The third strategy investigated in the addiction study was opioid agonist treatment, in which drug users were given replacement opioids in the hope of finally stopping them. The study found that this therapy saved 590 lives in 19 months.

But trying to make consumers aware of new drugs has its pitfalls. The classic example of this treatment is methadone, which can be a difficult form of treatment due to state overregulation, among other things.

The first episode of Mullins Crackdown podcast features Chereece Keewatin, an indigenous woman who was on the editorial team for the podcast. "This whole lifestyle is not what I signed up for," she says with a hacking cough. Keewatin had consumed methadone and kicked heroin for a decade. In 2014, the state government abruptly switched methadone consumers to a new drug, methadose, without much consultation. Keewatin and many others hated the switch. They went into intense retreat. Many turned back to heroin, shaken by what is known as a "dopesick".

The second episode begins with the news that Keewatin has died.

Keewatin was not the only one. While drugs like methadone can initially be effective, long-term follow-up has shown that many users drop out of treatment, often due to strict government regulations. Alternatives to methadone, such as Slow release morphine pills are promising but have some of the same disadvantages.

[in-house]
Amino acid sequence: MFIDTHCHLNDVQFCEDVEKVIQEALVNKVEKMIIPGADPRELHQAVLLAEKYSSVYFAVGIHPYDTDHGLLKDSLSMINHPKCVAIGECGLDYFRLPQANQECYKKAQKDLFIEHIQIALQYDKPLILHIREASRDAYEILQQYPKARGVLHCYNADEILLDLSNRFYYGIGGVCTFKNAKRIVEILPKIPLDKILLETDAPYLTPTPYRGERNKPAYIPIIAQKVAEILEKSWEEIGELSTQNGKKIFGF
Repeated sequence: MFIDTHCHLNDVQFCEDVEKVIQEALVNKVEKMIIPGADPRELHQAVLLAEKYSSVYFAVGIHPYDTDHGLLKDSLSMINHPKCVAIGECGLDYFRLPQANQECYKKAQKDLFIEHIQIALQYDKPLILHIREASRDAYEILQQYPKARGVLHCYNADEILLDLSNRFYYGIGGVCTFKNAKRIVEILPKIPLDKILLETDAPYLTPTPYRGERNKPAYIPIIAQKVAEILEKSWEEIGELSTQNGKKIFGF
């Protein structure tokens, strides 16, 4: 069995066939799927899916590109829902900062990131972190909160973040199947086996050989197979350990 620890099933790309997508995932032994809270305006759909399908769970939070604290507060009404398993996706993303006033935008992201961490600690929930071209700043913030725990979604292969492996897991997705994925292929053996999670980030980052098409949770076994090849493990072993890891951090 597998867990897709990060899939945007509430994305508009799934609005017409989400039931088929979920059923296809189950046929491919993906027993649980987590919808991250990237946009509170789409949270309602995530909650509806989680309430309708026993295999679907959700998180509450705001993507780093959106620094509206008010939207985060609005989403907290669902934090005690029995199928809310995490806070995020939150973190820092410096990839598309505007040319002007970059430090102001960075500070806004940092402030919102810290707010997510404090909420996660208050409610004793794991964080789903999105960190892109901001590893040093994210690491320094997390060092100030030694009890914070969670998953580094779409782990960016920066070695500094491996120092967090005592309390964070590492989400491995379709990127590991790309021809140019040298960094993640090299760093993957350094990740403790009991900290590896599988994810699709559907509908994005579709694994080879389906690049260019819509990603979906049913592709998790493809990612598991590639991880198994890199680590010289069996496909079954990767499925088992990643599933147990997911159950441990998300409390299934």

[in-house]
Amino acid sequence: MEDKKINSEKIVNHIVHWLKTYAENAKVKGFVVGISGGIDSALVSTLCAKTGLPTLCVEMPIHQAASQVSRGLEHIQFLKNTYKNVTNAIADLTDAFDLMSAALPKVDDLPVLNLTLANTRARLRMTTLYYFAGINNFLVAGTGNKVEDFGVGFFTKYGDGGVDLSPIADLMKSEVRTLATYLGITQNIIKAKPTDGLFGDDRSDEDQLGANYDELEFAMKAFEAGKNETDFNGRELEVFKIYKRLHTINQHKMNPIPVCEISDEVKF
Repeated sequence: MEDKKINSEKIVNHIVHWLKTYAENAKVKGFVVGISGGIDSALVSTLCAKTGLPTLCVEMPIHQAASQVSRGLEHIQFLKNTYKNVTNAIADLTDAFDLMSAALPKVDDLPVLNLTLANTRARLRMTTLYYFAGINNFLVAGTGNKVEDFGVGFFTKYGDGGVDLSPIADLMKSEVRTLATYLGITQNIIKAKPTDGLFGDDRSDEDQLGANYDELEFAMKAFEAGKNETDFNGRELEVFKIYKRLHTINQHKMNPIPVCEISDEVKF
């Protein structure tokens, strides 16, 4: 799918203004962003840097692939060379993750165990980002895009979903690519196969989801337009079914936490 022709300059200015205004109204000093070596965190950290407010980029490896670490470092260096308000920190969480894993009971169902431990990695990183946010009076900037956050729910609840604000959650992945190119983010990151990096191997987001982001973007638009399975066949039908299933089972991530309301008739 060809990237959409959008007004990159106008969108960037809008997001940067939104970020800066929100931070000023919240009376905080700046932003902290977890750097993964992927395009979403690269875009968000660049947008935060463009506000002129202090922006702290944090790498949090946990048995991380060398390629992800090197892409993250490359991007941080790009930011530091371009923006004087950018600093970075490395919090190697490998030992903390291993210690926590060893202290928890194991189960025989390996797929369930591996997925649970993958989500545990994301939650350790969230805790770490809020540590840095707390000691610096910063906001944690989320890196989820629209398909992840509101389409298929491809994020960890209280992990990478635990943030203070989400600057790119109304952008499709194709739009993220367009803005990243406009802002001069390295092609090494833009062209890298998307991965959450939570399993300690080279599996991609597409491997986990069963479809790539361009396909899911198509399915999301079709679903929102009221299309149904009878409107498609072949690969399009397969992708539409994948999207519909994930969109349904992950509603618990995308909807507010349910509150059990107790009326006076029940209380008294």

Perhaps the most striking number in the addiction study is not the number of lives saved, but the number of those lost. During the same period, the newspaper estimated that 3,030 lives had been saved, and it was found that more than 2,000 people were lost to the opioid crisis in British Columbia alone.

"If one of the questions is why it doesn't work, it's the wrong answer," said Donald MacPherson, director of the Canadian Drug Policy Coalition and associate professor at Simon Fraser University. He has been at the forefront of the drug problem since the 1980s and has worked with Livingston and others to accelerate harm reduction efforts. His research has been instrumental in the Supreme Court on Insite case.

The government does not treat this as an emergency, he said.